On the first day of fishing several of the families, at least the men, would go up to one of the pot hole lakes; I remember the one called Windmill because there was the top of a windmill just showing above the water. That always bothered me, since people obviously used to live where there was now water. I remember the mornings were always too cold for comfort only to be boiling by noon. We were stuck on the boats and reduced to using tin cans if nature called. After luring the fish with corn, florescent fish eggs and all manner of shinny things, I never caught much. In fact the only person who seemed to catch anything was Tom Maulden, maybe because he was the youngest.
  The first Community Hall was a government-issue looking wood structure that sat where the concrete slab for the tennis court would be later. Clarence Shah was the guiding spirit where many of us started what would to be several years of a community Sunday school and church service. There were lots activities there but I remember our class acting out Pilgrim's Progress with felt figures on a felt board. When you grow up in an arid environment like Block One it is not clear what a Slough of Despond is on your way to the Kingdom of Heaven. To this day I refer to difficult life problems or just bad days as the Slough of Despond.
  Later, the new and larger Block One Community Hall housed, among other things, the Sunday school. It started with a singing service. Mrs. LePage played the piano and the kids could request hymns. How many times did she have to play "The Old Rugged Cross" and "Onward Christian Soldiers" until she could rest in peace? A lot I can tell you. Of course the adults had to live through Christmas pageants and all manner of kiddy talent, and they did it with amazing grace and patience. Carol and Leah Bair tap-danced, Jerry Hawley blew his coronet, and I am sure the most trying were my accordion solos.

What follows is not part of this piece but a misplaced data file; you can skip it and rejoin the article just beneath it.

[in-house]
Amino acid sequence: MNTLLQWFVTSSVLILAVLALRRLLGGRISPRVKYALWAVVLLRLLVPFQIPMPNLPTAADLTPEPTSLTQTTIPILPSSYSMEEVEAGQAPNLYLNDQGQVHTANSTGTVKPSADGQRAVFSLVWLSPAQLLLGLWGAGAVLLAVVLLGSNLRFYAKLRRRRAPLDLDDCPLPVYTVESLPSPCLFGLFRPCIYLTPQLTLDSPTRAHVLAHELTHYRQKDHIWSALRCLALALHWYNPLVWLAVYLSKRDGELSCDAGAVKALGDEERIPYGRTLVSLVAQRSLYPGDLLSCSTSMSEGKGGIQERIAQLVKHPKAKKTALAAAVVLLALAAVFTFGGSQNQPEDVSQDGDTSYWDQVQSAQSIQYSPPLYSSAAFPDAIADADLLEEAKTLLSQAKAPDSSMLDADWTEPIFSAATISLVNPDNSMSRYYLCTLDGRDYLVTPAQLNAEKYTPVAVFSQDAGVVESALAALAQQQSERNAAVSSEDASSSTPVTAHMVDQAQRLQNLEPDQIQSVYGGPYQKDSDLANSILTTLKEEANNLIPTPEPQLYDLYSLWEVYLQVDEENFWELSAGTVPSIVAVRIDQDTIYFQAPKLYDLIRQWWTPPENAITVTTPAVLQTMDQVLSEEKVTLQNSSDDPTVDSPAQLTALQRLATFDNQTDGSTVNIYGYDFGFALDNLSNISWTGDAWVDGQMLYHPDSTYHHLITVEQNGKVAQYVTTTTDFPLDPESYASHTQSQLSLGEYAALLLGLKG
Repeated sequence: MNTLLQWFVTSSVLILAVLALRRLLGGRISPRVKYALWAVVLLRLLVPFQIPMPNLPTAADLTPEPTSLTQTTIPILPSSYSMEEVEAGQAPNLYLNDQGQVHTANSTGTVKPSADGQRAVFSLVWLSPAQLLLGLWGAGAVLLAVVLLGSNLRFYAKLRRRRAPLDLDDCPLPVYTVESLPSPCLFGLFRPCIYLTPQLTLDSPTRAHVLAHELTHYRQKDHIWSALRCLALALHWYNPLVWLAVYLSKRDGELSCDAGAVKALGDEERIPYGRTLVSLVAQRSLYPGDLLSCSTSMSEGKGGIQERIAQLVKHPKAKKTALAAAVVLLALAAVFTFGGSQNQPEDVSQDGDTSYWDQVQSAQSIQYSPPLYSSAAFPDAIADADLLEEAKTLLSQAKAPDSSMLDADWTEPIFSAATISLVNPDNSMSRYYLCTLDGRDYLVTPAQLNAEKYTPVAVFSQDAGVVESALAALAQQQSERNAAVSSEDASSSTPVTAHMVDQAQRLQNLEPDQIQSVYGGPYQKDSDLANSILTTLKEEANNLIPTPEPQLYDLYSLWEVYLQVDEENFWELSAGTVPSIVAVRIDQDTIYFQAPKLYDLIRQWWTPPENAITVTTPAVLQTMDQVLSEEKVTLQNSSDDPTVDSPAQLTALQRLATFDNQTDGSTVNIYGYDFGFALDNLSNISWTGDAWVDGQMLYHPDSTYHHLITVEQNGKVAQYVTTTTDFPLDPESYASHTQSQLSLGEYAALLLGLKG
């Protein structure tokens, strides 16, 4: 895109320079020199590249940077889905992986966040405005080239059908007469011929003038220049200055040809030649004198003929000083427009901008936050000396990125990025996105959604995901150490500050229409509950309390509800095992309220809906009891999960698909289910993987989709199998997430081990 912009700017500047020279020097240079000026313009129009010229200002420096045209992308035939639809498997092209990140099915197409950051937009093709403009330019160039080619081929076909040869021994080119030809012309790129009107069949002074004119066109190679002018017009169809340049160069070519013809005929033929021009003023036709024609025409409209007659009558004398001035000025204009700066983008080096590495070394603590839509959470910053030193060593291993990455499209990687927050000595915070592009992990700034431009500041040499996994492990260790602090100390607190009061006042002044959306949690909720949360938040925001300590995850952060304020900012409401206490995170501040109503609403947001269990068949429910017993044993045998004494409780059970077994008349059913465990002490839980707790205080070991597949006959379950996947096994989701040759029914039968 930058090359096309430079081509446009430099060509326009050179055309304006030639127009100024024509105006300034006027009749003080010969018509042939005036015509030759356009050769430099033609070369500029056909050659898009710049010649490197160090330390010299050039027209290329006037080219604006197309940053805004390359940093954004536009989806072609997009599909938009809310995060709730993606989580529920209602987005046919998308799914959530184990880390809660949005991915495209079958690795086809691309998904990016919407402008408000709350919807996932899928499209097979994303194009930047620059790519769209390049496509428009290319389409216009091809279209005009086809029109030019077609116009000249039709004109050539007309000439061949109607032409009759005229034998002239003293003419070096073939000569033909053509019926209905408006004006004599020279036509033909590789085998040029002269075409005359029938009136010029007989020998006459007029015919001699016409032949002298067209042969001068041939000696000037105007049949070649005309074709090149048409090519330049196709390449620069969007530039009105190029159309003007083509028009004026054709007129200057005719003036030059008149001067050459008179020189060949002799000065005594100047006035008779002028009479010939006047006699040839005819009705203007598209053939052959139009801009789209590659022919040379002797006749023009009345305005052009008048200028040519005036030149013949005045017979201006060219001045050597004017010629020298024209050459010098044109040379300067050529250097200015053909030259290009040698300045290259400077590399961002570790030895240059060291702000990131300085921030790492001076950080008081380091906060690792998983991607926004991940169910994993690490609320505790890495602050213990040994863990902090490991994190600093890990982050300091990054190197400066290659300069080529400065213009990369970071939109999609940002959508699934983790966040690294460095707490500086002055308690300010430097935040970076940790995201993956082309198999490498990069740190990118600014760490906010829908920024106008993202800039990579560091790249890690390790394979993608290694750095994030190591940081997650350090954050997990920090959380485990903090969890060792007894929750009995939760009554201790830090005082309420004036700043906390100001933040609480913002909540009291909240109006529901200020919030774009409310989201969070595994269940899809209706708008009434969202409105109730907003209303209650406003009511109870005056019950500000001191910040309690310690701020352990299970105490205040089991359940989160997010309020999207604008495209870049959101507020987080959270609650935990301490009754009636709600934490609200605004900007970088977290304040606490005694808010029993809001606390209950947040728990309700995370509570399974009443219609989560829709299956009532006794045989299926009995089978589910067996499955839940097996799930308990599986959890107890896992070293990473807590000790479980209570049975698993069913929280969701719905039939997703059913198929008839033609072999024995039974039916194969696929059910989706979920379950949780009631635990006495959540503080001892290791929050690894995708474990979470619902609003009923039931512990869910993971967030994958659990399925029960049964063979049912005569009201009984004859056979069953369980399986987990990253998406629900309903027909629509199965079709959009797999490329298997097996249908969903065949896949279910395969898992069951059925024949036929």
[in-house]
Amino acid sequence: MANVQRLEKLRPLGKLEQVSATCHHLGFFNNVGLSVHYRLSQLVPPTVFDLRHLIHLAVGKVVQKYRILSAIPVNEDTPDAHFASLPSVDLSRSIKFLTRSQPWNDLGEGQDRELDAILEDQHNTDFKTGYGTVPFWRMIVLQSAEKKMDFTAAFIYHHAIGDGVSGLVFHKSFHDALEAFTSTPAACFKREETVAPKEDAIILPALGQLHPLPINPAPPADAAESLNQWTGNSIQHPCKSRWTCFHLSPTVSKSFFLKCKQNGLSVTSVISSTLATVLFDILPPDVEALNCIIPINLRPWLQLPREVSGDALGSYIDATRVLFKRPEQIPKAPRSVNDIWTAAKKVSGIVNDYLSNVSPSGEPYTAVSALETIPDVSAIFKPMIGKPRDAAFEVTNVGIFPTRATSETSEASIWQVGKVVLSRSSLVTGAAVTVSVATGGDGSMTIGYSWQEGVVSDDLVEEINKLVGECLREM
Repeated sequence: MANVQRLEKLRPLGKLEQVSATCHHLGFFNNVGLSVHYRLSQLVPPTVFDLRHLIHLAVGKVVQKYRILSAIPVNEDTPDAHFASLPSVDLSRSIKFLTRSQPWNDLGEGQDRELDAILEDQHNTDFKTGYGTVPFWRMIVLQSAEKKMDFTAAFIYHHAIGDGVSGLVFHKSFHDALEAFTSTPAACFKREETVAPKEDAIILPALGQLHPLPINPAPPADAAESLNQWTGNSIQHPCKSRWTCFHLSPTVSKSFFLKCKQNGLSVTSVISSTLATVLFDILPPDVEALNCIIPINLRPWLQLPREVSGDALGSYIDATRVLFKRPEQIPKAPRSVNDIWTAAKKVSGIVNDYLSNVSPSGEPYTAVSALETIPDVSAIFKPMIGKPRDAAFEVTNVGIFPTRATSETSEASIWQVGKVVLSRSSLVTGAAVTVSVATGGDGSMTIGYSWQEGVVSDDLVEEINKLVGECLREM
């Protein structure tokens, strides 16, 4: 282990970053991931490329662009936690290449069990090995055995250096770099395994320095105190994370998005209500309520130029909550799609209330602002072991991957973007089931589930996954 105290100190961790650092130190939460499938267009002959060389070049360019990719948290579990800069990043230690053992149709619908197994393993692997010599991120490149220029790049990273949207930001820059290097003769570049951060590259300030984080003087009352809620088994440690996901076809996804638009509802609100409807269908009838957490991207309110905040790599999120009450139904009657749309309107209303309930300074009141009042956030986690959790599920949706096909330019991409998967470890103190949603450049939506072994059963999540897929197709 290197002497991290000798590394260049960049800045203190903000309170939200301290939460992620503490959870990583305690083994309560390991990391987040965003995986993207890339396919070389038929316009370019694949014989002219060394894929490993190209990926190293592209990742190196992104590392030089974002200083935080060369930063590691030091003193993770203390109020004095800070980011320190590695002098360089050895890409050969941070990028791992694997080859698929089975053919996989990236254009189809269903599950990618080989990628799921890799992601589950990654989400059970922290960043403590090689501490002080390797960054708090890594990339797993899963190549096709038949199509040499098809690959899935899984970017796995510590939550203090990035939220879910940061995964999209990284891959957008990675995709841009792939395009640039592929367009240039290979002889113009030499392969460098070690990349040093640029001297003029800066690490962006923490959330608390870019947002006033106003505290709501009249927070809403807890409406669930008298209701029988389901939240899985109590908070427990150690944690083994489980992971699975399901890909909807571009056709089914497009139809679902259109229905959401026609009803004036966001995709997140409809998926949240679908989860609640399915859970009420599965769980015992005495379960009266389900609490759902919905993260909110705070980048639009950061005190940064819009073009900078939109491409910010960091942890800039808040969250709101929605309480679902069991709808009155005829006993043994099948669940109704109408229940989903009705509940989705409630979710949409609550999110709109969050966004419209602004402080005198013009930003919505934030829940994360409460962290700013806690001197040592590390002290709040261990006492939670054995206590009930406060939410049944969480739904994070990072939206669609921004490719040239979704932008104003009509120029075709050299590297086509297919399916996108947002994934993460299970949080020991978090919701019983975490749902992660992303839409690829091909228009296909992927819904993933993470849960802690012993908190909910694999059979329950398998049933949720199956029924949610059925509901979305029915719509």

Among the standout activities at the Community Hall were the potlucks. There was no "luck" about it; these cooks were pros. You could always eat yourself into a stupor there was so much food. There is no equivalent to it anywhere I have lived since, with the possible exception of the Midwest. Every mother (or maybe father) had her specialty and they were almost all great. Several varieties of fried-chicken, baked beans, potatoes in every conceivable form and any desert you could imagine. We kids went back for helping after helping. If I tried to do that now I would have to have my stomach pumped.
  I remember many family get-togethers and food fests around Christmas when all the kids would show off their new toys while the adults played bridge or other card games. But for me, the Forth of July was the best. I was sending to Sioux Falls for fireworks by the time I was nine or ten, probably illegally. Those rockets and firecrackers were irresistible. It was great to draw down on your friends at the OK corral with a Roman candle; those balls were really hot. Later, the fathers started buying the giant fire works sets and it was heaven. There may have been a few grass fires as a result, but that was to be expected. And if that wasn't enough you could always put five cap rolls under a metal plate and hit it with a sledgehammer. That made a big bang in the Maulden's shed one night.
  With all the farm work available, we had lots of options. Changing sprinklers in maze fields that would soak you to the bone, stacking hay on 105 degree days with no clouds, and the dirtiest job on the face of the earth, not to be missed as one of life's great pleasures, pulling vines on the back of a potato loader. I drove trucks for Warren Clifford, bailed hay for Frank Buckingham, and spent so much time at the Hawley's they probably thought I lived there.
  One of my sprinkler changing jobs was the farm that straddled the Esquatzel run off canal. Jimmy Hawley and I were up there one day and moving from one line to the other by crossing the canal rather than driving and we walked down the canal toward the river. We soon realized that if you went bare-foot the algae made the spillway like a giant slip and slid. You could really move on the inch or so of water heading for the 25-foot drop into the Columbia. Fortunately boots or socks would allow you to walk right back up. We told a few people and it became an early water X-games, much to the parents' dismay I am sure. Well, it seemed like a good idea at the time.